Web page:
Syracuse University Magazine

History Lessons on Stage

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Kathleen Wrinn '09 performs in Woman in the Blue Dress, a Backstory piece written by Lauren Unbekant.





Two actors stand, backs to the audience, arms extended to each side. The first, a man in Elizabethan dress, jumps around to face the audience, reciting a soliloquy. "O for a Muse of fire, that would ascend the brightest heaven of invention," he says, moving around the stage. He freezes. The second actor, a woman in jeans, sneakers, and flat-brimmed hat, continues the rhyme with a hip-hop flare. She freezes. He begins again. They throw the verse back and forth, each line shorter than the last, until they recite the same line, at the same time. "Gently to hear, kindly to judge, our PLAY," they say, and their hands meet. They fall to the floor, roll in slow motion, and suddenly stop. Looking bewildered, they move around the stage, disoriented, and bump into each other, back to back. They scream. This Shakespearian actor and this modern hip-hop artist have traveled through time. Now, they must learn to understand each other and figure out how to return home. They comically discuss the English language, poetry, and their different styles. By the end, despite their differences, they realize they are both performers and the spoken word is their medium.  

This is Hip-Shake, a production of Syracuse Stage's Backstory, an educational program started in 2005 by Lauren Unbekant, director of educational outreach. "The best word to describe the style is quirky," says drama major Matt Smith '11, who played Globe Theatre actor Richard Burbage in Hip-Shake, opposite Farasha Baylock '12, the fictional hip-hop artist Nefertiti. "The show is extremely movement-based, and the process is about the physical creation of the character first and scene development second."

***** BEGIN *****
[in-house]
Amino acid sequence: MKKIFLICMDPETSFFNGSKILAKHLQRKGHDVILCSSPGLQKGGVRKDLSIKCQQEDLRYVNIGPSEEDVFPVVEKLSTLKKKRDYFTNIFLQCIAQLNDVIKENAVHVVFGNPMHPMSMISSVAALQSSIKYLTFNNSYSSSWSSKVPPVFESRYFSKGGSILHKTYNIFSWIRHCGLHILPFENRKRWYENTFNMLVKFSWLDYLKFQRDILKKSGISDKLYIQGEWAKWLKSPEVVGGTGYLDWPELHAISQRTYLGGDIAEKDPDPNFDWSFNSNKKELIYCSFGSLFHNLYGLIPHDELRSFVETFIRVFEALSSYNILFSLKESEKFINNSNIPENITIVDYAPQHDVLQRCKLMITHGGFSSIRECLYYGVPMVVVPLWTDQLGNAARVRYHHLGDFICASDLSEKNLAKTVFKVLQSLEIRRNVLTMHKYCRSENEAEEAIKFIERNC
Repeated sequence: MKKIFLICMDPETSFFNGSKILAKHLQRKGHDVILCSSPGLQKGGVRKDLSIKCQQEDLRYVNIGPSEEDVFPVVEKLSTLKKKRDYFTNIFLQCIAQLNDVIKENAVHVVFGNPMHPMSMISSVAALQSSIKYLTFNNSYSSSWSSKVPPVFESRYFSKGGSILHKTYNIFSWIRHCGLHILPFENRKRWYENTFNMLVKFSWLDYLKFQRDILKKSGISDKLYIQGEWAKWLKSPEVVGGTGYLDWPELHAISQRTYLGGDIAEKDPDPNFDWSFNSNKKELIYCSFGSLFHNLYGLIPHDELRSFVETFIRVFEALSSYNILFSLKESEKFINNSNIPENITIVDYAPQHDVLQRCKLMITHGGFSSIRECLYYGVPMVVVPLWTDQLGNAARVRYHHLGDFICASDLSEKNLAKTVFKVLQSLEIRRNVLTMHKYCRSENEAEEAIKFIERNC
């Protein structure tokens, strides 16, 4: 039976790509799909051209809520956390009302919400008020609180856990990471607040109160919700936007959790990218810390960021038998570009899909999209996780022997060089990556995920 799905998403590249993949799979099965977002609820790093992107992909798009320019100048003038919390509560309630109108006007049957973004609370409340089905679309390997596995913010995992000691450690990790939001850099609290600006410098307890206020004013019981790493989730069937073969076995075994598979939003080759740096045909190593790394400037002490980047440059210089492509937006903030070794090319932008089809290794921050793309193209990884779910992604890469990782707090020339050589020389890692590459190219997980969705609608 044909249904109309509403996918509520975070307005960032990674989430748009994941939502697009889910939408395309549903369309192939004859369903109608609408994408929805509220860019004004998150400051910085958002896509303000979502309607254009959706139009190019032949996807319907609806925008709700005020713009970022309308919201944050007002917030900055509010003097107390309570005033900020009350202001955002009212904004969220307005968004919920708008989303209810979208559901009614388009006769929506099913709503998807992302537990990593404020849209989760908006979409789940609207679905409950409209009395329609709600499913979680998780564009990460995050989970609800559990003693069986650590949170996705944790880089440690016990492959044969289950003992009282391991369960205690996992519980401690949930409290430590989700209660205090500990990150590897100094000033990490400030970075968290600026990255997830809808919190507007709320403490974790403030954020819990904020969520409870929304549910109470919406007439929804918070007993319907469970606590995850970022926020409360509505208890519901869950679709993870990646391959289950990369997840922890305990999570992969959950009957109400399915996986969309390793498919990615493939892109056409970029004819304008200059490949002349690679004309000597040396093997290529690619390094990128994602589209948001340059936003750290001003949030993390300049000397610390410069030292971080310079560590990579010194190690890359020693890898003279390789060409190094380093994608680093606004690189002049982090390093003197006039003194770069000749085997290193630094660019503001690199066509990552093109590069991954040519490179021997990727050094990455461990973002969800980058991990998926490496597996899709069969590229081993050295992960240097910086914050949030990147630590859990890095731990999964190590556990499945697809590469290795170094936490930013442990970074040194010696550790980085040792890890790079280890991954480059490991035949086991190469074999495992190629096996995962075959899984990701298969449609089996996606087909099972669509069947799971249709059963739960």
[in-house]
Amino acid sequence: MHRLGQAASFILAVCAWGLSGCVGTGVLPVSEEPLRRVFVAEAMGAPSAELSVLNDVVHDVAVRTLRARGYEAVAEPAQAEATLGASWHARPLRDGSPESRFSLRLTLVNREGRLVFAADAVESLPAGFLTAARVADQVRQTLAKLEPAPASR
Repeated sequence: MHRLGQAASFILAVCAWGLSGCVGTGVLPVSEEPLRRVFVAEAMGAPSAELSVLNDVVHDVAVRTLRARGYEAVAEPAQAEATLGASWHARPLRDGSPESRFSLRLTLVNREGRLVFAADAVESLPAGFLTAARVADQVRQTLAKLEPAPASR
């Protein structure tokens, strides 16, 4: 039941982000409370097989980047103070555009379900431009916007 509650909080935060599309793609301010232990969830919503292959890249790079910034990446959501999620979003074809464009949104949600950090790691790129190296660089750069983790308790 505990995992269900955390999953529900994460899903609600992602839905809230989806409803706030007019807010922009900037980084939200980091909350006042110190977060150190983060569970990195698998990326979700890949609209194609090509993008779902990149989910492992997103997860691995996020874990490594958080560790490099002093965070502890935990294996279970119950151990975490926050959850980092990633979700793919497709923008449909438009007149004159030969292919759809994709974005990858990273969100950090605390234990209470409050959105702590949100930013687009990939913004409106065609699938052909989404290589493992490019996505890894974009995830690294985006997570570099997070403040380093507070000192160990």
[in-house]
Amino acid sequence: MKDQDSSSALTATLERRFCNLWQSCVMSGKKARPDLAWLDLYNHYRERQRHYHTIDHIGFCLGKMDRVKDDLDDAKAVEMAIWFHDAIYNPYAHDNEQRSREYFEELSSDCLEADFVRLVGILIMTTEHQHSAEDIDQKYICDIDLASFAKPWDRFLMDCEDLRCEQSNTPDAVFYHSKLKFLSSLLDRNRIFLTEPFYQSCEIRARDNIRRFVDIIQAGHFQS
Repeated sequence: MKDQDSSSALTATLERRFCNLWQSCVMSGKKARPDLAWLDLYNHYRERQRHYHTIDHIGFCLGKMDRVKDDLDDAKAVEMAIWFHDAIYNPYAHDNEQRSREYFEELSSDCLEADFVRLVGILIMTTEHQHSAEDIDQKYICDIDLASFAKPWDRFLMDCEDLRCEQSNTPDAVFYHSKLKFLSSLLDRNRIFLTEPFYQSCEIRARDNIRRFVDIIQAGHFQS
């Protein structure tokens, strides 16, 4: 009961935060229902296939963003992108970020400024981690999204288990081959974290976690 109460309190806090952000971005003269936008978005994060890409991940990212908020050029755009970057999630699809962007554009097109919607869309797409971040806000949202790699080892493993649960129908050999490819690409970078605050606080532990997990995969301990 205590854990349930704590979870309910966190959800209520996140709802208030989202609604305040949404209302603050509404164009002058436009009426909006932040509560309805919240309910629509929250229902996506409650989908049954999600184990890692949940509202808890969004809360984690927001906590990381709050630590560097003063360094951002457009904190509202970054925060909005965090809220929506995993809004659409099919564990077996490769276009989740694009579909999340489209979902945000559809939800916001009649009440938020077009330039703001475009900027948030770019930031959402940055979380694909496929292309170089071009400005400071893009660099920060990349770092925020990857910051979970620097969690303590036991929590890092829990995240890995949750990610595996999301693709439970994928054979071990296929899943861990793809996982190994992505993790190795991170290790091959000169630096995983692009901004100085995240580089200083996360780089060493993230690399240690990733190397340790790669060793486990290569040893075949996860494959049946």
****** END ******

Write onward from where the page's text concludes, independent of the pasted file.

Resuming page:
Backstory produces one- or two-person shows geared toward teaching students in Central New York about history through performance. While Hip-Shake introduces students to two artists living almost four centuries apart, other performances have featured such fictional and historical characters as Rosie the Riveter, Anne Frank, and Harriet Tubman. The program runs in conjunction with a drama department class taught by Unbekant, allowing acting students to develop short pieces depicting historical characters or typical people from a given era. Each semester, two or three pieces are expanded into full shows. "I wanted to give the students watching a more exciting way to learn history," she says. "And I wanted to give SU students an opportunity to engage their skill set in new ways and to have ownership over their artistic expression." 

Backstory's unique style and creative process set it apart from similar programs. "It's a very physical style," says Kathleen Wrinn '09, a former student of Unbekant's. After graduating, Wrinn returned to SU to perform at the Everson Museum of Art in Woman in the Blue Dress, a Backstory piece written by Unbekant about Henriette Henriot, a French actress and the subject of the famous Renoir painting, La Parisienne. "I had always been interested in playwriting, but I never knew how to start," Wrinn says. "In Backstory, the approach was to find a historical figure, idea, or group of people you were interested in personally, and begin researching through art, music, and primary sources. We were encouraged to find pieces that we enjoyed, bring those elements together, and see how the character and story started to form themselves." 

Wrinn's experience exemplifies what Unbekant wanted the program to offer drama students. "For me, Backstory was like a happy accident," Wrinn says. "I enrolled in the class on a whim, and it ended up being my favorite at SU. It gave me confidence in myself as a writer and actor. These pieces ask a lot of you. You have to dig deep, and you start to realize what you can really do." —Kate Morin

Photo by Michael Davis, courtesy of Syracuse Stage